Optimistic Vegan

No Mercy: Calf Farm Cruelty Exposed
April 27, 2011, 9:33 pm
Filed under: Animal Rights, Films, Law | Tags: , ,

I was just wasting some time on Facebook when I saw a post by Bold Native encouraging people to write to Youtube about a video they recently removed for violating its Terms of Service. Curious, I followed the link and subsequent links to the terms of service. Turns out they don’t allow videos that are “shocking and disgusting.”

It says: “For instance, including a clip from a slaughter house in a video on factory farming may be appropriate. However, stringing together unrelated and gruesome clips of animals being slaughtered in a video may be considered gratuitous if its purpose is to shock rather than illustrate.” I can understand this even if I don’t fully agree with it. Youtube is a company and they do have to decide how they want to be represented, but I would hope they would want to been seen as a company that supports free speech.

Anyway, I was wary of what the video was, expecting it to be a video with just a bunch of unrelated cruelty clips (because in the terms of service that is why they will remove videos). It took me a while to find it because other video services also removed it. I finally found it and prepared myself to watch it. It was atrocious. It was one of the most horrific videos I’ve seen yet (and I’ve seen a fair share) but I made it through the entire thing. However, it wasn’t a string of unrelated clips and it brought it back full circle with “go vegan” etc.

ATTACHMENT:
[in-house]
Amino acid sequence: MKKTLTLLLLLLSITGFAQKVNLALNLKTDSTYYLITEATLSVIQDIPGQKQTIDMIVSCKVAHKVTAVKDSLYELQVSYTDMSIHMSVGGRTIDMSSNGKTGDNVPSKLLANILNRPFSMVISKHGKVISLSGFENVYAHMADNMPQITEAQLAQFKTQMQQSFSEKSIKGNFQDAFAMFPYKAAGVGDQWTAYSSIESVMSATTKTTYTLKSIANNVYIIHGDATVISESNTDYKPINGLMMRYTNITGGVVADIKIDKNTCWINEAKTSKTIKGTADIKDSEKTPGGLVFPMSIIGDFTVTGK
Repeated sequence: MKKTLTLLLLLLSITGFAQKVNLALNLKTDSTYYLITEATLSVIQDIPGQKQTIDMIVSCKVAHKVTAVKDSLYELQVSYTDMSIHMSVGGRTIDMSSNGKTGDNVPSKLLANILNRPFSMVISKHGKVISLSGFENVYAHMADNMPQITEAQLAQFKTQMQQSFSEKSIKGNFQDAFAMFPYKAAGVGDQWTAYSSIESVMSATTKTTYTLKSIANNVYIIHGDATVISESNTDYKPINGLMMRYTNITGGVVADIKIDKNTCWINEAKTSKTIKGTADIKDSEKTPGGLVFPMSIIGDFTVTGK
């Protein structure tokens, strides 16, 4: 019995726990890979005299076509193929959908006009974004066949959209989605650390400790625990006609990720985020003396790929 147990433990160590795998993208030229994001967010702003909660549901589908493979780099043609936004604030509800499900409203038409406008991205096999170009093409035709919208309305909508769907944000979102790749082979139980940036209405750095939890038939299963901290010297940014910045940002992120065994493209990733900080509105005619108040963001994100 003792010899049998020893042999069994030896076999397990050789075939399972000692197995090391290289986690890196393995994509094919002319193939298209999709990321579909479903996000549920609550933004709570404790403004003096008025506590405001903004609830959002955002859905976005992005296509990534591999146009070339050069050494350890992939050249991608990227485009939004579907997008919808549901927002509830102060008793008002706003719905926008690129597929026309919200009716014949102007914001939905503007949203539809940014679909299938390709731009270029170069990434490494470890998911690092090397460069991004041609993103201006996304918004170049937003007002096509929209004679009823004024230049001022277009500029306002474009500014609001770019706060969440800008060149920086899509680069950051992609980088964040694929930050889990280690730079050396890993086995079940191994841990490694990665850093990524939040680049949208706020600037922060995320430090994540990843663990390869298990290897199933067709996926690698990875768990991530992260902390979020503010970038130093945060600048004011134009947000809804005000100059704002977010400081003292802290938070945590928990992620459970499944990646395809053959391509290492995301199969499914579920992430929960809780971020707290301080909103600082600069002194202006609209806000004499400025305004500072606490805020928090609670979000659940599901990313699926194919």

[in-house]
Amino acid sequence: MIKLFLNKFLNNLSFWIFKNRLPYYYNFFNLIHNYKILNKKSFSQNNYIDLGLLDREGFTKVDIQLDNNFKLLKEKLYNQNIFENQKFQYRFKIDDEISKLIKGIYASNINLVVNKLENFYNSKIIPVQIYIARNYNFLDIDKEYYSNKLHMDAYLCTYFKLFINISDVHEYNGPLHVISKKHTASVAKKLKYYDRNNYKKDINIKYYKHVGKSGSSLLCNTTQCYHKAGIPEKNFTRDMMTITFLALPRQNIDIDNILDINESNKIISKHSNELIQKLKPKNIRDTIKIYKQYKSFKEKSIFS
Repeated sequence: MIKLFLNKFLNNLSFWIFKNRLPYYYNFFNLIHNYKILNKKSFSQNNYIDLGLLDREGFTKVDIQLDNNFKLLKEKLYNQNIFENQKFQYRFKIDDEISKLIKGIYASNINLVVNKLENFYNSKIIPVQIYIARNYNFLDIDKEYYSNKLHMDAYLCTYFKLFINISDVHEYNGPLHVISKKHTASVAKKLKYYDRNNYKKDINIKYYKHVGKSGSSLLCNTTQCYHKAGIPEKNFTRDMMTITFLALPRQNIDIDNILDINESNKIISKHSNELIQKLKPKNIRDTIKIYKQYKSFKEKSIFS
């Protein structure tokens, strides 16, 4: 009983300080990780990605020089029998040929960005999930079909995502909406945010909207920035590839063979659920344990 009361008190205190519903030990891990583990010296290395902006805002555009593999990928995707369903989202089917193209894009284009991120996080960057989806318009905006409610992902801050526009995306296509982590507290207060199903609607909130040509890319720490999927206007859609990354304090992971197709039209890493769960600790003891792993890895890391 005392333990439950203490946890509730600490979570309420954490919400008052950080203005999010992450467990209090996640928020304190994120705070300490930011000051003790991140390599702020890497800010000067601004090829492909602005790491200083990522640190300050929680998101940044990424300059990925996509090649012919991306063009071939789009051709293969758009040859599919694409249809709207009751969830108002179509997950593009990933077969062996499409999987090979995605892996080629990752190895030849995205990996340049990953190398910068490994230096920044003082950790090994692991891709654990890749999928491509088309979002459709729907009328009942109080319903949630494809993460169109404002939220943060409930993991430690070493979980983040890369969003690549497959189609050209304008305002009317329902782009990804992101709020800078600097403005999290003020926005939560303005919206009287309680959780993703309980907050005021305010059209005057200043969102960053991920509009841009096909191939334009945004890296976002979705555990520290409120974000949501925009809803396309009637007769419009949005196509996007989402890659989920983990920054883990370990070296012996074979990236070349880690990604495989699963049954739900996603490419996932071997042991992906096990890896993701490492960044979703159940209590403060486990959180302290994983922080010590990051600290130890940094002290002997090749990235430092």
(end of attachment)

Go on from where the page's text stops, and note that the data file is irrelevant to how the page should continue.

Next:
Apparently a full spectrum of people have commented on the video, including dairy industry reps. They talked about how they don’t support the cruelty seen here and they hope appropriate action is taken against this farmer, etc. While this all seems great (yay! Vegans and dairy industry reps unite!) I’m not convinced they’re concerned about their animals’ welfare. I think they’re nervous that their image will be tainted and the public might have crazy ideas and think that some of them might also have similar practices.

I don’t doubt that this video was released at a critical time when free speech is being challenged in states like Iowa, Minnesota and Florida with laws that would make undercover farm videos illegal. When we had a skype Q&A with Bold Native director Denis Henry Hennelly he said that while the laws are scary and we should be alarmed, that others that aren’t vegan or animal rights activists are also alarmed. Free speech is free speech and when you start encroaching on it anywhere it makes people nervous. So perhaps trying to hide this video is related to trying to make these videos illegal. It was one of these undercover videos that ultimately made me decide to go vegan and without them we’re just covering up the dirty secrets in our country.

So: I think Youtube is in the wrong. It does not seem to be composed of unrelated clips, and while shocking, it should be known. It should be shocking, but it’s better than left in the dark.


Aww! This baby cow picture was taken by Rodd Dierker. I love the ears on this cow!


Bold Native

Hello world!

It’s been a while. I am here, at the Let Live Conference and I’m really excited to have the opportunity to be around so many like-minded people. This conference (which I’ve never been to!) works to give animal rights advocates the skills to become animal activists. It’s this weekend, Saturday and Sunday but I got confused and thought it started tomorrow, (oops!) so we’re a day early.

However, I wouldn’t have had the unique opportunity to see the film, Bold Native. This is a movie (not a documentary) about an animal liberator, Charlie, and what lengths he goes to, and what dangerous situations he puts himself in to give animals a better home. It describes the different ideas floating around the animal rights community, and the different kinds of people that commit themselves.